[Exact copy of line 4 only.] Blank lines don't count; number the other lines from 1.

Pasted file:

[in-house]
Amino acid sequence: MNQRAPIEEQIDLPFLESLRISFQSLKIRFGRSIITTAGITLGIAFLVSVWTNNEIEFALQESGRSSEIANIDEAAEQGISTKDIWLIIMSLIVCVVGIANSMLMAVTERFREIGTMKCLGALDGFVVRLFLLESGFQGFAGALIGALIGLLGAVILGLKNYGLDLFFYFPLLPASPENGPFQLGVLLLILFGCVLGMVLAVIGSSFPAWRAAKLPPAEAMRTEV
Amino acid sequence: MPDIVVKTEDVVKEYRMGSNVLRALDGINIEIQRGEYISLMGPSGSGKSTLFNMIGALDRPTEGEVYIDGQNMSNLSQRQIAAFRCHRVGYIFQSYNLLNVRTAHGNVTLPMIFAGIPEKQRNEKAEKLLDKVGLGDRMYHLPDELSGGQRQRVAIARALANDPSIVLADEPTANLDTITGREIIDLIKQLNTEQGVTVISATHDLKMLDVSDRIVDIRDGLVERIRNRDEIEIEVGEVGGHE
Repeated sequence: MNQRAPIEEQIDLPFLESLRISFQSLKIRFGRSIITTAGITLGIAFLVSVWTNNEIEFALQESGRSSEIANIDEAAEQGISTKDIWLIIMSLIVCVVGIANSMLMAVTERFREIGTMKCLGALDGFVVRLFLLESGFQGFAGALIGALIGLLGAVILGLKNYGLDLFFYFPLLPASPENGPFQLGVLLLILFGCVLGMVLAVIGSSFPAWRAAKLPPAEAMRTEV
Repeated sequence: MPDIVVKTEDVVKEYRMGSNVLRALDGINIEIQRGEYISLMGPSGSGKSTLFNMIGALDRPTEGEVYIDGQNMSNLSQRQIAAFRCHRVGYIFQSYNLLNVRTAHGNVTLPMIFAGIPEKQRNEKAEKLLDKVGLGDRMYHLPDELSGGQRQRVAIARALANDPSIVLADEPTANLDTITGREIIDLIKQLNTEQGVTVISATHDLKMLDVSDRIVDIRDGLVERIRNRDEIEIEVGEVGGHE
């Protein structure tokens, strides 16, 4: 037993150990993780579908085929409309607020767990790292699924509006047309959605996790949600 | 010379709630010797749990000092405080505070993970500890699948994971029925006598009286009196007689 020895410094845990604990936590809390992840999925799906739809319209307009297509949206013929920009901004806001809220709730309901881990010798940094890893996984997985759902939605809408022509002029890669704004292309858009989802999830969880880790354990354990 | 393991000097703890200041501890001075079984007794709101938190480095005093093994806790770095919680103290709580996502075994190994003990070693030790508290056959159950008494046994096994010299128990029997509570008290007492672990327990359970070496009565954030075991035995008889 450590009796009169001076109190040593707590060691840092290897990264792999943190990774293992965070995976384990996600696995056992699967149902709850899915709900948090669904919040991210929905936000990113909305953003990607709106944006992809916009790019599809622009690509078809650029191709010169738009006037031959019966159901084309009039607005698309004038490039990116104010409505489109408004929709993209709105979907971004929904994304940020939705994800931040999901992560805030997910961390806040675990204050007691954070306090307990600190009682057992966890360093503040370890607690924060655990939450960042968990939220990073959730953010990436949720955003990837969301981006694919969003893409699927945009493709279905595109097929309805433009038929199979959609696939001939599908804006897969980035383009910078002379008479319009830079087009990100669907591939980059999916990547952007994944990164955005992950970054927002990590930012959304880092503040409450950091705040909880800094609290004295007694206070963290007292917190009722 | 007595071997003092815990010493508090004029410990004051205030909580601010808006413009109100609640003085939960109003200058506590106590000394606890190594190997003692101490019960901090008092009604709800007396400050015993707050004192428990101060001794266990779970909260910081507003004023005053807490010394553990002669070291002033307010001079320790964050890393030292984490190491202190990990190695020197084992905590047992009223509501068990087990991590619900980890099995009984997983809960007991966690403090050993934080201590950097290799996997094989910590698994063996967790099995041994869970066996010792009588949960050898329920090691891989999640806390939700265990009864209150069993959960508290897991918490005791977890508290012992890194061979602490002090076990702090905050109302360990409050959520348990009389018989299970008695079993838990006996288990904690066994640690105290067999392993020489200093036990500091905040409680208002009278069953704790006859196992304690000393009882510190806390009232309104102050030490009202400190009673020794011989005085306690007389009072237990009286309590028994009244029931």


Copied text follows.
Repeated sequence: MNQRAPIEEQIDLPFLESLRISFQSLKIRFGRSIITTAGITLGIAFLVSVWTNNEIEFALQESGRSSEIANIDEAAEQGISTKDIWLIIMSLIVCVVGIANSMLMAVTERFREIGTMKCLGALDGFVVRLFLLESGFQGFAGALIGALIGLLGAVILGLKNYGLDLFFYFPLLPASPENGPFQLGVLLLILFGCVLGMVLAVIGSSFPAWRAAKLPPAEAMRTEV